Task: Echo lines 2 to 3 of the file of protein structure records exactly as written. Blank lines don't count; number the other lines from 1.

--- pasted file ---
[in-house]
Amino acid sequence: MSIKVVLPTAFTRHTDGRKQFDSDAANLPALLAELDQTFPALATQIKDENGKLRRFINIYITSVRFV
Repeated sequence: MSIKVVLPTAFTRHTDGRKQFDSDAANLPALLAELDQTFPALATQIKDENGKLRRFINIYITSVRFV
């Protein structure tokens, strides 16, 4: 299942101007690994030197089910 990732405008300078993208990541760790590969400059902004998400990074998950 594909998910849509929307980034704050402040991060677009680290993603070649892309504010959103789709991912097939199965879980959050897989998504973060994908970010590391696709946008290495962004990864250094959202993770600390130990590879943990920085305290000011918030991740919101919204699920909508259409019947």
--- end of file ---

Amino acid sequence: MSIKVVLPTAFTRHTDGRKQFDSDAANLPALLAELDQTFPALATQIKDENGKLRRFINIYITSVRFV
Repeated sequence: MSIKVVLPTAFTRHTDGRKQFDSDAANLPALLAELDQTFPALATQIKDENGKLRRFINIYITSVRFV